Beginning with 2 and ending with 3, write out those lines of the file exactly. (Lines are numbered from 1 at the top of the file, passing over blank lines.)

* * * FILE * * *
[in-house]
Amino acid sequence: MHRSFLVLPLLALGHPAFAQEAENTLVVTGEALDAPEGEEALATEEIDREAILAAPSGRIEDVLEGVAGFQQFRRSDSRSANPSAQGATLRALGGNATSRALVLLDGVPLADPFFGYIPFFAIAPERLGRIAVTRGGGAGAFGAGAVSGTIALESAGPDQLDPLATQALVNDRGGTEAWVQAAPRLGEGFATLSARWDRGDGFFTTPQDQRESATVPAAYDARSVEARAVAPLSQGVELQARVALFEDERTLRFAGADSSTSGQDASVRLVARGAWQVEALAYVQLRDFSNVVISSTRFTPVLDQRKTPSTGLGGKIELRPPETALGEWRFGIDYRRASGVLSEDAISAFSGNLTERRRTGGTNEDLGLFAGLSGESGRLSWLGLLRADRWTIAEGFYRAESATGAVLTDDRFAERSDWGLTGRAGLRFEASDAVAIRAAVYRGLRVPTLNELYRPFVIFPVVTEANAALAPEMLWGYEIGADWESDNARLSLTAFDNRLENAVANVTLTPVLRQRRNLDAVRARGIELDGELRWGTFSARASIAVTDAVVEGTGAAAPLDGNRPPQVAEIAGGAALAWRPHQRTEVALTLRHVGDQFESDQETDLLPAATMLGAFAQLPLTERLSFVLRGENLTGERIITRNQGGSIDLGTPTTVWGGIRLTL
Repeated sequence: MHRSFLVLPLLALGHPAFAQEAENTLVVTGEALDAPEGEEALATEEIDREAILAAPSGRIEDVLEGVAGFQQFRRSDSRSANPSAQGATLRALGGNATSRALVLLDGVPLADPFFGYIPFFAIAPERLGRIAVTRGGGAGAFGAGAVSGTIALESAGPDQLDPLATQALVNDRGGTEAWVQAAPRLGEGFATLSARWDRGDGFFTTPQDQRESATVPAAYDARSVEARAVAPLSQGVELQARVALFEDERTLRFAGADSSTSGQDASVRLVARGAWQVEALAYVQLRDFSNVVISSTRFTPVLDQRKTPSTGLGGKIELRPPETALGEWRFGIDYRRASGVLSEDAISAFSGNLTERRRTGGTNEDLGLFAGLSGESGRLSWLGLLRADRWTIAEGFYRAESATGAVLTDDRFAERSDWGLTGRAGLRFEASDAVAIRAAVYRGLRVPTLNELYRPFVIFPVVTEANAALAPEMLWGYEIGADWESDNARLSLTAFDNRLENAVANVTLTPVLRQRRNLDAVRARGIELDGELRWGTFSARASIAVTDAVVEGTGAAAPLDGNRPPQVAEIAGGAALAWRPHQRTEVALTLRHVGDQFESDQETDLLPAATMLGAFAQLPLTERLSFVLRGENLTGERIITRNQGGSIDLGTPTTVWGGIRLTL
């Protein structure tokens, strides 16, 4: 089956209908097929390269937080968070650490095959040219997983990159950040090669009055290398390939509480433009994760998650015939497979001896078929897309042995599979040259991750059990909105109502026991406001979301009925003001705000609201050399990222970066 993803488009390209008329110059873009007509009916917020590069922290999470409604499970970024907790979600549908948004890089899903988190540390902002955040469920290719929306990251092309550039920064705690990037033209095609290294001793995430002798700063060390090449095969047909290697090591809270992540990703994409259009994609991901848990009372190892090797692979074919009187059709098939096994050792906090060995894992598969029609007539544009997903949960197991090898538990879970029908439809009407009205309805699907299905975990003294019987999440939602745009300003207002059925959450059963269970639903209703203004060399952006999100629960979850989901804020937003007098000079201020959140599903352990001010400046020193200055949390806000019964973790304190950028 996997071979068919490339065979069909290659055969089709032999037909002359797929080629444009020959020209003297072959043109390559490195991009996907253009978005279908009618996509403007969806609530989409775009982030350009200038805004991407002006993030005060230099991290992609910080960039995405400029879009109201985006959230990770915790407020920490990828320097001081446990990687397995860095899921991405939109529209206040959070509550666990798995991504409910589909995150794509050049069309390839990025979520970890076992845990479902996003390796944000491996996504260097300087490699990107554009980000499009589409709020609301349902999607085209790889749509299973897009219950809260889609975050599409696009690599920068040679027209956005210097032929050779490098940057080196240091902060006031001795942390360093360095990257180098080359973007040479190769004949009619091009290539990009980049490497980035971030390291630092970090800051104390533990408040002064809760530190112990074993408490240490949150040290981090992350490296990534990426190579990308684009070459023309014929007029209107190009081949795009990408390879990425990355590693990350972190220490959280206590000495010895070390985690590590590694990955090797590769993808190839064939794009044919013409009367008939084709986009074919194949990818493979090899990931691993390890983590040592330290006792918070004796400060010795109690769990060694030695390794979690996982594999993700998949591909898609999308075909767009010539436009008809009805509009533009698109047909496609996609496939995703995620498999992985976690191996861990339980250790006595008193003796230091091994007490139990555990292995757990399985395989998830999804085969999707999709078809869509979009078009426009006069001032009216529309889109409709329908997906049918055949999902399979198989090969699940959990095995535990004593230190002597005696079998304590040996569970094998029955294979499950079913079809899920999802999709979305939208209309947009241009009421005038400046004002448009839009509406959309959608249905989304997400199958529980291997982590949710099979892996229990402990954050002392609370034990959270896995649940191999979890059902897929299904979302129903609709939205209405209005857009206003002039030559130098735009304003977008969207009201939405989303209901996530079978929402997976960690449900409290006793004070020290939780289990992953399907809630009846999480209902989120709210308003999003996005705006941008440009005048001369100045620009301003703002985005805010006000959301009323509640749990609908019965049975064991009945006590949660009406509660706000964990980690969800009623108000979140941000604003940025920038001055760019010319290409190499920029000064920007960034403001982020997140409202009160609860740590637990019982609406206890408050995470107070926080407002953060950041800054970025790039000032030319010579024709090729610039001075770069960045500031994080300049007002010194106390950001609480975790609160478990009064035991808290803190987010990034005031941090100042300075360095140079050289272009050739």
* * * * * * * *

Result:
Amino acid sequence: MHRSFLVLPLLALGHPAFAQEAENTLVVTGEALDAPEGEEALATEEIDREAILAAPSGRIEDVLEGVAGFQQFRRSDSRSANPSAQGATLRALGGNATSRALVLLDGVPLADPFFGYIPFFAIAPERLGRIAVTRGGGAGAFGAGAVSGTIALESAGPDQLDPLATQALVNDRGGTEAWVQAAPRLGEGFATLSARWDRGDGFFTTPQDQRESATVPAAYDARSVEARAVAPLSQGVELQARVALFEDERTLRFAGADSSTSGQDASVRLVARGAWQVEALAYVQLRDFSNVVISSTRFTPVLDQRKTPSTGLGGKIELRPPETALGEWRFGIDYRRASGVLSEDAISAFSGNLTERRRTGGTNEDLGLFAGLSGESGRLSWLGLLRADRWTIAEGFYRAESATGAVLTDDRFAERSDWGLTGRAGLRFEASDAVAIRAAVYRGLRVPTLNELYRPFVIFPVVTEANAALAPEMLWGYEIGADWESDNARLSLTAFDNRLENAVANVTLTPVLRQRRNLDAVRARGIELDGELRWGTFSARASIAVTDAVVEGTGAAAPLDGNRPPQVAEIAGGAALAWRPHQRTEVALTLRHVGDQFESDQETDLLPAATMLGAFAQLPLTERLSFVLRGENLTGERIITRNQGGSIDLGTPTTVWGGIRLTL
Repeated sequence: MHRSFLVLPLLALGHPAFAQEAENTLVVTGEALDAPEGEEALATEEIDREAILAAPSGRIEDVLEGVAGFQQFRRSDSRSANPSAQGATLRALGGNATSRALVLLDGVPLADPFFGYIPFFAIAPERLGRIAVTRGGGAGAFGAGAVSGTIALESAGPDQLDPLATQALVNDRGGTEAWVQAAPRLGEGFATLSARWDRGDGFFTTPQDQRESATVPAAYDARSVEARAVAPLSQGVELQARVALFEDERTLRFAGADSSTSGQDASVRLVARGAWQVEALAYVQLRDFSNVVISSTRFTPVLDQRKTPSTGLGGKIELRPPETALGEWRFGIDYRRASGVLSEDAISAFSGNLTERRRTGGTNEDLGLFAGLSGESGRLSWLGLLRADRWTIAEGFYRAESATGAVLTDDRFAERSDWGLTGRAGLRFEASDAVAIRAAVYRGLRVPTLNELYRPFVIFPVVTEANAALAPEMLWGYEIGADWESDNARLSLTAFDNRLENAVANVTLTPVLRQRRNLDAVRARGIELDGELRWGTFSARASIAVTDAVVEGTGAAAPLDGNRPPQVAEIAGGAALAWRPHQRTEVALTLRHVGDQFESDQETDLLPAATMLGAFAQLPLTERLSFVLRGENLTGERIITRNQGGSIDLGTPTTVWGGIRLTL